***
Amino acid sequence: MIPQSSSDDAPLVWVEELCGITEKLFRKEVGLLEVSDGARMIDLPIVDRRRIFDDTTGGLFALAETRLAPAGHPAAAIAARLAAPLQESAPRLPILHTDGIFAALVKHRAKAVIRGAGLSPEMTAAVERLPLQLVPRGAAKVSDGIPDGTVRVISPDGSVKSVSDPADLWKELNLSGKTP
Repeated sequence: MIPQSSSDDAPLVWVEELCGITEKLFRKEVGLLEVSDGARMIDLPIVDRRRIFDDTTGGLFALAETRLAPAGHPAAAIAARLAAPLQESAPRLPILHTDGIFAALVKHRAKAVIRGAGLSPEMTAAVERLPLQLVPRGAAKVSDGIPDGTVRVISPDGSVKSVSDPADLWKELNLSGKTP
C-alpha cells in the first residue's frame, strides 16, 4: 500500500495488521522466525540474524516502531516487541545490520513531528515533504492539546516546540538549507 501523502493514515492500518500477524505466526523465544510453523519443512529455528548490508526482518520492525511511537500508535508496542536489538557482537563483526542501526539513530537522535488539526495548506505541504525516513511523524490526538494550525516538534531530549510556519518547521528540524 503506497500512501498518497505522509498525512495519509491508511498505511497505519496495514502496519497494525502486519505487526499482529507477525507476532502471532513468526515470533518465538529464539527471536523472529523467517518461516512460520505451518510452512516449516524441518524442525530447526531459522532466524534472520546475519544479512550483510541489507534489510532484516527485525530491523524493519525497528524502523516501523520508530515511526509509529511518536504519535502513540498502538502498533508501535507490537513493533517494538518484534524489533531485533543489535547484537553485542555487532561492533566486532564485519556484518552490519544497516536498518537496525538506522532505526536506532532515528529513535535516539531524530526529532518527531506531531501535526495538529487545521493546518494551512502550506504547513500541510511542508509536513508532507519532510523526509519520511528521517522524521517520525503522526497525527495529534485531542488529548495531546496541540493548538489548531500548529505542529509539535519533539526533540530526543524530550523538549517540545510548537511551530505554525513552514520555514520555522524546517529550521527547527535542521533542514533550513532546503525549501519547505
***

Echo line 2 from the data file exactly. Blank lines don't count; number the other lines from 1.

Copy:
Repeated sequence: MIPQSSSDDAPLVWVEELCGITEKLFRKEVGLLEVSDGARMIDLPIVDRRRIFDDTTGGLFALAETRLAPAGHPAAAIAARLAAPLQESAPRLPILHTDGIFAALVKHRAKAVIRGAGLSPEMTAAVERLPLQLVPRGAAKVSDGIPDGTVRVISPDGSVKSVSDPADLWKELNLSGKTP